Looking at benchmarking datat, we see that there are nearly three times as many donors over $1000 in June, compared to any other month. They also give nearly four times as much away in that month.
This begs two questions - why and so what should I do about it?
The 'why' is hard. At this time of year, wealthier people are much, much more likely to be asked. Some charities only ask certain donors at this time of the year.
Appeals go out, because more people give in June than any other month and more people give at this time of the month because more appeals go out, so we have a self-fulfilling loop.
The fact that it is the end of the tax year will also influence people. I know of some, wealthier donors, that give little bits but then at the end of the financial year, they assess their income and decide how much to give when they see their tax liabilities.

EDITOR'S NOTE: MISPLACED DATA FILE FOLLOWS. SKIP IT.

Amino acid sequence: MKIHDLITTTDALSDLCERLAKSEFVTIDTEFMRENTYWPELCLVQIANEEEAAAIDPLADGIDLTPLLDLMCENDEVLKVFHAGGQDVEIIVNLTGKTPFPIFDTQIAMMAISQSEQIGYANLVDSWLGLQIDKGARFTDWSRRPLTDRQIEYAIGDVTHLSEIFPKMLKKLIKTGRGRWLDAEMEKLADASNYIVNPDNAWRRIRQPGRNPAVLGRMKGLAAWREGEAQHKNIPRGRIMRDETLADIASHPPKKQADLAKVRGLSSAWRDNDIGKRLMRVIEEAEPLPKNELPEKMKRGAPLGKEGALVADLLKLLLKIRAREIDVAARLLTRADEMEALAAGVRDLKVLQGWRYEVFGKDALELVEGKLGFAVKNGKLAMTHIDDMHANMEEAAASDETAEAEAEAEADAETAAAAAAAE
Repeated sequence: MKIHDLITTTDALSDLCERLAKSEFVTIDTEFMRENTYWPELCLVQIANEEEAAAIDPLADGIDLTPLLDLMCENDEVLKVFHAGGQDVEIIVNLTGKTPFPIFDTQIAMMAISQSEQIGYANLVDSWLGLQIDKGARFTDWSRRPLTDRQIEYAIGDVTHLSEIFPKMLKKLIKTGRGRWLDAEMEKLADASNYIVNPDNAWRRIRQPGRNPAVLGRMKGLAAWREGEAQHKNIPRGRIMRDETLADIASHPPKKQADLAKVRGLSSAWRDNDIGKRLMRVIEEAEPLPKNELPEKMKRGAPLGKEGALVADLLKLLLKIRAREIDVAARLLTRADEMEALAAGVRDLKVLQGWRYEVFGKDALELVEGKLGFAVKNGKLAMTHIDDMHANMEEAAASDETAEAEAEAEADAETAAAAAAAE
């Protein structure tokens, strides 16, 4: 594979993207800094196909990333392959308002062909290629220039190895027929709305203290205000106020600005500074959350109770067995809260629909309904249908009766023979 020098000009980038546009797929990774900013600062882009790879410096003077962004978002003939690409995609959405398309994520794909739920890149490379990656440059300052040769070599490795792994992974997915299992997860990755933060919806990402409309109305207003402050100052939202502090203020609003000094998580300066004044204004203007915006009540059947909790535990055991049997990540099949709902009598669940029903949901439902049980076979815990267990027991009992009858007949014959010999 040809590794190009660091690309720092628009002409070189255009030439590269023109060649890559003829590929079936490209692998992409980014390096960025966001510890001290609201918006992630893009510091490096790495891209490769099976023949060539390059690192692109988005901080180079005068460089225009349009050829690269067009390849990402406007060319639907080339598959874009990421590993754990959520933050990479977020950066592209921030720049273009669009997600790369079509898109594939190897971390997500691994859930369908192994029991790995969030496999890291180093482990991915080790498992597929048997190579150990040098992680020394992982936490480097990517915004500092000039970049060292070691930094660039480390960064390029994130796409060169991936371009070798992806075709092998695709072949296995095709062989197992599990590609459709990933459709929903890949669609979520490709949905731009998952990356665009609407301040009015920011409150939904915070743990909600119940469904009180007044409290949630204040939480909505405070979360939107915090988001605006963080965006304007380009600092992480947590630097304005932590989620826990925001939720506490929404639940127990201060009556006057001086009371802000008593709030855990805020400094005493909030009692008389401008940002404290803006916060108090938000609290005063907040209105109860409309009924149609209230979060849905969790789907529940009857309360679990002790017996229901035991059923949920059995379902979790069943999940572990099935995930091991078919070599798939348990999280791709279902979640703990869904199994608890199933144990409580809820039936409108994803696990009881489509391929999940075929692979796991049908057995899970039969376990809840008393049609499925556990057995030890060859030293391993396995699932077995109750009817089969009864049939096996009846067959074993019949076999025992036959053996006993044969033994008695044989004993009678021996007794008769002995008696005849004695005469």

But so what? Making sure you present your case for these people makes sense, so I would not suggest not running a 'tax' campaign, but I do suggest not using tax as your proposition. Make sure you still get your proposition right - it is still about the work you do.
The benefit you are 'selling' to your donors is their donations impact on beneficiaries - it is not the tax deduction.
Also do note, that 75% of gifts are not made in June - don't concentrate just on that month.
Looking at motivations, James Briggs recently blogged about how, after forcing people to give (he gave them money to give away), he found that they gave to different charities than their usual ones. Check out his 'enforced giving' blog here.
Maybe that is because the usual catalyst - receiving an ask - was not there, and people had think differently who to give to. To see this theory in action - do this exercise right now:
* Give $100 away. Right now, you are online - get out your credit card and do it.
See how it makes you think differently?
Over to you to work out how to apply that learning to your next appeal.